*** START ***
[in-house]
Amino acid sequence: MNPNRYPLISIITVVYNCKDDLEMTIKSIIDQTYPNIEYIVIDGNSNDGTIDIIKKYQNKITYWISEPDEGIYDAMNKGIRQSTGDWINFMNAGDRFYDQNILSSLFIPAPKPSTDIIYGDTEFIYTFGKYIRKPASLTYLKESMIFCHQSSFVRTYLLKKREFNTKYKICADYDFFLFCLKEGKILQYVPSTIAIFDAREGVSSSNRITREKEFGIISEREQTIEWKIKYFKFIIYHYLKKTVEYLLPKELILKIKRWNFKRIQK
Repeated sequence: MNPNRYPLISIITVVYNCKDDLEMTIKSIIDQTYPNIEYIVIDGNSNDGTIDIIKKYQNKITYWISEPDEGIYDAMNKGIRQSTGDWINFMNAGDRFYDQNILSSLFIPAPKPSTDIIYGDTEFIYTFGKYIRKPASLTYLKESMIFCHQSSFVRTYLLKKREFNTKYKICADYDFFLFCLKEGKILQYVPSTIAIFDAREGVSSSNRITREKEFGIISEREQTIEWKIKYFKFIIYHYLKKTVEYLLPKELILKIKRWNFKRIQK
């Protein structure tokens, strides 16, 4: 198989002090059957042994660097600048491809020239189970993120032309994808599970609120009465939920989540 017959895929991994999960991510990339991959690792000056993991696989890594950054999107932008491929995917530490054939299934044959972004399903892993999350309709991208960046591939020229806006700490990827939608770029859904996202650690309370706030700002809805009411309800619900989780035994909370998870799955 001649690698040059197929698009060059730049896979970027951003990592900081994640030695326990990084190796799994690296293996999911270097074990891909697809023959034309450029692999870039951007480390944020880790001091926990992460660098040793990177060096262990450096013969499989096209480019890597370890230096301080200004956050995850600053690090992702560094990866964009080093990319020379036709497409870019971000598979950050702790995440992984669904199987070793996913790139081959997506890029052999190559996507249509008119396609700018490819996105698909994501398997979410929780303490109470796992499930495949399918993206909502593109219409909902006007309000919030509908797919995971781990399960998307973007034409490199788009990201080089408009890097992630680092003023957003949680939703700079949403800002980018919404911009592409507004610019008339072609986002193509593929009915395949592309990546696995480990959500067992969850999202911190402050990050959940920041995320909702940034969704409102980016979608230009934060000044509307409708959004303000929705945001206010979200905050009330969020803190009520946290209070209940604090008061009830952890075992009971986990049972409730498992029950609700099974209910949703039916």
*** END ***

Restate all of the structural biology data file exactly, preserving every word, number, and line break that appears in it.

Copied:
[in-house]
Amino acid sequence: MNPNRYPLISIITVVYNCKDDLEMTIKSIIDQTYPNIEYIVIDGNSNDGTIDIIKKYQNKITYWISEPDEGIYDAMNKGIRQSTGDWINFMNAGDRFYDQNILSSLFIPAPKPSTDIIYGDTEFIYTFGKYIRKPASLTYLKESMIFCHQSSFVRTYLLKKREFNTKYKICADYDFFLFCLKEGKILQYVPSTIAIFDAREGVSSSNRITREKEFGIISEREQTIEWKIKYFKFIIYHYLKKTVEYLLPKELILKIKRWNFKRIQK
Repeated sequence: MNPNRYPLISIITVVYNCKDDLEMTIKSIIDQTYPNIEYIVIDGNSNDGTIDIIKKYQNKITYWISEPDEGIYDAMNKGIRQSTGDWINFMNAGDRFYDQNILSSLFIPAPKPSTDIIYGDTEFIYTFGKYIRKPASLTYLKESMIFCHQSSFVRTYLLKKREFNTKYKICADYDFFLFCLKEGKILQYVPSTIAIFDAREGVSSSNRITREKEFGIISEREQTIEWKIKYFKFIIYHYLKKTVEYLLPKELILKIKRWNFKRIQK
């Protein structure tokens, strides 16, 4: 198989002090059957042994660097600048491809020239189970993120032309994808599970609120009465939920989540 017959895929991994999960991510990339991959690792000056993991696989890594950054999107932008491929995917530490054939299934044959972004399903892993999350309709991208960046591939020229806006700490990827939608770029859904996202650690309370706030700002809805009411309800619900989780035994909370998870799955 001649690698040059197929698009060059730049896979970027951003990592900081994640030695326990990084190796799994690296293996999911270097074990891909697809023959034309450029692999870039951007480390944020880790001091926990992460660098040793990177060096262990450096013969499989096209480019890597370890230096301080200004956050995850600053690090992702560094990866964009080093990319020379036709497409870019971000598979950050702790995440992984669904199987070793996913790139081959997506890029052999190559996507249509008119396609700018490819996105698909994501398997979410929780303490109470796992499930495949399918993206909502593109219409909902006007309000919030509908797919995971781990399960998307973007034409490199788009990201080089408009890097992630680092003023957003949680939703700079949403800002980018919404911009592409507004610019008339072609986002193509593929009915395949592309990546696995480990959500067992969850999202911190402050990050959940920041995320909702940034969704409102980016979608230009934060000044509307409708959004303000929705945001206010979200905050009330969020803190009520946290209070209940604090008061009830952890075992009971986990049972409730498992029950609700099974209910949703039916």